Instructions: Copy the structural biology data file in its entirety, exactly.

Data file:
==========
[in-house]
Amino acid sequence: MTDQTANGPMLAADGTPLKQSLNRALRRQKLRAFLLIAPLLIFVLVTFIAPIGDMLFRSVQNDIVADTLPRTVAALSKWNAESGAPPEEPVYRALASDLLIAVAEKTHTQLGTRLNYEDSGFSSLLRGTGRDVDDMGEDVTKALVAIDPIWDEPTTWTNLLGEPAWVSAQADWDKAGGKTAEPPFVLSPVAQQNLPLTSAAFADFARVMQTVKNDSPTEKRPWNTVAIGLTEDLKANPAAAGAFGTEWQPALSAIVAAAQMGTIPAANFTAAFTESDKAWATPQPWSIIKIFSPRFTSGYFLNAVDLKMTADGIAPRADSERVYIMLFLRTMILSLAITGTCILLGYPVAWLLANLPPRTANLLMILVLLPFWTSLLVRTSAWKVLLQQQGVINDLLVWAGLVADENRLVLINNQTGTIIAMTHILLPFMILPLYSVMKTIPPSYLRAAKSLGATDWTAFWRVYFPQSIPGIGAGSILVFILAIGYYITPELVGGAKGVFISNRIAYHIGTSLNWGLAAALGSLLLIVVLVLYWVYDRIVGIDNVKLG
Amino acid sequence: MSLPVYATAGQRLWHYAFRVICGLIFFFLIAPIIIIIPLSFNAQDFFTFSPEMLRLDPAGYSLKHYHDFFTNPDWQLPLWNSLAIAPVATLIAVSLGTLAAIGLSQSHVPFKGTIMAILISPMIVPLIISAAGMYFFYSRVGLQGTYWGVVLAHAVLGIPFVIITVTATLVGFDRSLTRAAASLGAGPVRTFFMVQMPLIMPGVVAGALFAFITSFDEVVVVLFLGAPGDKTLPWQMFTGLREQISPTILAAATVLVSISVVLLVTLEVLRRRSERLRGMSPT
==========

[in-house]
Amino acid sequence: MTDQTANGPMLAADGTPLKQSLNRALRRQKLRAFLLIAPLLIFVLVTFIAPIGDMLFRSVQNDIVADTLPRTVAALSKWNAESGAPPEEPVYRALASDLLIAVAEKTHTQLGTRLNYEDSGFSSLLRGTGRDVDDMGEDVTKALVAIDPIWDEPTTWTNLLGEPAWVSAQADWDKAGGKTAEPPFVLSPVAQQNLPLTSAAFADFARVMQTVKNDSPTEKRPWNTVAIGLTEDLKANPAAAGAFGTEWQPALSAIVAAAQMGTIPAANFTAAFTESDKAWATPQPWSIIKIFSPRFTSGYFLNAVDLKMTADGIAPRADSERVYIMLFLRTMILSLAITGTCILLGYPVAWLLANLPPRTANLLMILVLLPFWTSLLVRTSAWKVLLQQQGVINDLLVWAGLVADENRLVLINNQTGTIIAMTHILLPFMILPLYSVMKTIPPSYLRAAKSLGATDWTAFWRVYFPQSIPGIGAGSILVFILAIGYYITPELVGGAKGVFISNRIAYHIGTSLNWGLAAALGSLLLIVVLVLYWVYDRIVGIDNVKLG
Amino acid sequence: MSLPVYATAGQRLWHYAFRVICGLIFFFLIAPIIIIIPLSFNAQDFFTFSPEMLRLDPAGYSLKHYHDFFTNPDWQLPLWNSLAIAPVATLIAVSLGTLAAIGLSQSHVPFKGTIMAILISPMIVPLIISAAGMYFFYSRVGLQGTYWGVVLAHAVLGIPFVIITVTATLVGFDRSLTRAAASLGAGPVRTFFMVQMPLIMPGVVAGALFAFITSFDEVVVVLFLGAPGDKTLPWQMFTGLREQISPTILAAATVLVSISVVLLVTLEVLRRRSERLRGMSPT